Doctor then let us turn the radio back on. We were very glad because for a moment there, ugly thoughts crept into our minds...such as, what if doctor is part of it? Talk about crazy thinking. Our imaginations can easily run away. He was feeling the same things we did, only dealt with it differently. Even though most of our physicians are from India, they are ALSO American. We felt bad for them and concerned for their well-being in the days following the attacks.

The atmosphere in the office was that of shock, sadness, and even fear. In the days that followed, you could sense apparent anger and pain and fear in all of us. It was as if our country was the mother and she just watched some stranger hurt her children. It was that kind of anger. All our hearts were hurting terribly.

Days after the attack, our doctors also suffered fear because they now had people "looking" at them when they went in stores or just driving down the road. I had patients make comments or question me about their origin. I would reassure the patients that would as such things and found myself gently and quietly coming to our physicians' defense.

On Sept. 11, 2001 during my lunch, I drove to get ribbons of red, white, and blue. I affixed a frilly bow of those colors with streamers coming off my car antenna, right there in the store parking lot. I had a tear in my eye driving back to work. I was so filled with love and sorrow for our country and the victims of this terrible day.

It was also my sister's birthday. She says from that day forward, she will live on in infamy.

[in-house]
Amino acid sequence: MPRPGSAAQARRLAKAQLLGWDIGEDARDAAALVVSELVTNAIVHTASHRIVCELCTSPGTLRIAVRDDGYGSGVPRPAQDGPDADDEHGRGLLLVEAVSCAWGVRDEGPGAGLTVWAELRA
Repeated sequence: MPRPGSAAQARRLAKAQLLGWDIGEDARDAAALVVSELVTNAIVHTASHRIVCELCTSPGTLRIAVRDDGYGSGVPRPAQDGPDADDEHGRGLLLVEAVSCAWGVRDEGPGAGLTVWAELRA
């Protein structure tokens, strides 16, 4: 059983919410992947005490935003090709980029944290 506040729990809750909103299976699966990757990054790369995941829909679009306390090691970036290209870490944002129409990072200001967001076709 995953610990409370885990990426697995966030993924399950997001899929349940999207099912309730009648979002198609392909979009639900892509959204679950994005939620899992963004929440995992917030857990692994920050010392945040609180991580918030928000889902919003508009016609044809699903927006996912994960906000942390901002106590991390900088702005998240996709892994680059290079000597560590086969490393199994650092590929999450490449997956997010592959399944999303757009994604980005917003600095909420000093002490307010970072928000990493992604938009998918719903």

I had a cousin who worked at the World Trade Center, but had been transferred to Sweden only a short time before. Another cousin worked at the Pentagon but was not hurt. That really hit home with our family. You could feel the pain of the families who weren't so lucky.

You could look at the people around you no matter where you went and feel the patriotism welling.
Everyone was ready to fight for this land. Except for a select few who liked to make anti-American comments...feelings toward those folks is another matter entirely.

I've never seen everyone feel so close. People were more friendly. More open.
It was the drawing together of a nation...UNITED WE STAND.
Teri | 38 | Michigan

#1866 | Monday, September 9th, 2002
8:50 am

Late for work. Sipping my coffee while dressing. News report comes on TV. In awe of what I see on TV. It has to be an accident. A small aircraft probably. Cell phone wonít stop ringing. Weíve lost how many trunks ?!? Iím on my way in. Gotta get to work and see if I can reroute telephone traffic. On the highway listening to the radio. Itís a small aircraft, it has to be. Maybe the pilot had a heart attack and yeah.. thatís the answer. Gez this traffic, come on.

9:00 am